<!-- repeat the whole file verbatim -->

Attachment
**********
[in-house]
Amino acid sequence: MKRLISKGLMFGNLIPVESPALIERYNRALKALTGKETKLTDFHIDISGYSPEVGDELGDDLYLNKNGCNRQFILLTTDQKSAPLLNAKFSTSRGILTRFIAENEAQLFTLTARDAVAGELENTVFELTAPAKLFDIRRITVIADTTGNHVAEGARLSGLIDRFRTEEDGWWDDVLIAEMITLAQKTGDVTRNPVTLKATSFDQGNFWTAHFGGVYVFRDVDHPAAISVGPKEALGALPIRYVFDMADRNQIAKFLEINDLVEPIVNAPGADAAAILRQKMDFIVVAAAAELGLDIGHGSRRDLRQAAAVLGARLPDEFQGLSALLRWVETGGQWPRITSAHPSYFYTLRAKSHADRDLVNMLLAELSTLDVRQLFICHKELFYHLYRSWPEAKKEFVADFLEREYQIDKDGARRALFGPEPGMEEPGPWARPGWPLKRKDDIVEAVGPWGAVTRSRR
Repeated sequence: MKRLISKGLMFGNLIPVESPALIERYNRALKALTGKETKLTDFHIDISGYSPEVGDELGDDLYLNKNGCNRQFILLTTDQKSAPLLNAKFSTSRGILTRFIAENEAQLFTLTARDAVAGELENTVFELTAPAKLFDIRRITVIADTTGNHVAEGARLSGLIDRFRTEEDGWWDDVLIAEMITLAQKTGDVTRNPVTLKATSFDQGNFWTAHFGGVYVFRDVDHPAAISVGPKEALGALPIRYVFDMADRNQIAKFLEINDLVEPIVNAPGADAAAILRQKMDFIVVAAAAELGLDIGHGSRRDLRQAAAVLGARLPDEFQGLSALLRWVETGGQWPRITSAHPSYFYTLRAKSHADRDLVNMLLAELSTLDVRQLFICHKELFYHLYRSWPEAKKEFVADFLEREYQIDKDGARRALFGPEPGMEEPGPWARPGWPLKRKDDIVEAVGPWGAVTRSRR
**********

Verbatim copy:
[in-house]
Amino acid sequence: MKRLISKGLMFGNLIPVESPALIERYNRALKALTGKETKLTDFHIDISGYSPEVGDELGDDLYLNKNGCNRQFILLTTDQKSAPLLNAKFSTSRGILTRFIAENEAQLFTLTARDAVAGELENTVFELTAPAKLFDIRRITVIADTTGNHVAEGARLSGLIDRFRTEEDGWWDDVLIAEMITLAQKTGDVTRNPVTLKATSFDQGNFWTAHFGGVYVFRDVDHPAAISVGPKEALGALPIRYVFDMADRNQIAKFLEINDLVEPIVNAPGADAAAILRQKMDFIVVAAAAELGLDIGHGSRRDLRQAAAVLGARLPDEFQGLSALLRWVETGGQWPRITSAHPSYFYTLRAKSHADRDLVNMLLAELSTLDVRQLFICHKELFYHLYRSWPEAKKEFVADFLEREYQIDKDGARRALFGPEPGMEEPGPWARPGWPLKRKDDIVEAVGPWGAVTRSRR
Repeated sequence: MKRLISKGLMFGNLIPVESPALIERYNRALKALTGKETKLTDFHIDISGYSPEVGDELGDDLYLNKNGCNRQFILLTTDQKSAPLLNAKFSTSRGILTRFIAENEAQLFTLTARDAVAGELENTVFELTAPAKLFDIRRITVIADTTGNHVAEGARLSGLIDRFRTEEDGWWDDVLIAEMITLAQKTGDVTRNPVTLKATSFDQGNFWTAHFGGVYVFRDVDHPAAISVGPKEALGALPIRYVFDMADRNQIAKFLEINDLVEPIVNAPGADAAAILRQKMDFIVVAAAAELGLDIGHGSRRDLRQAAAVLGARLPDEFQGLSALLRWVETGGQWPRITSAHPSYFYTLRAKSHADRDLVNMLLAELSTLDVRQLFICHKELFYHLYRSWPEAKKEFVADFLEREYQIDKDGARRALFGPEPGMEEPGPWARPGWPLKRKDDIVEAVGPWGAVTRSRR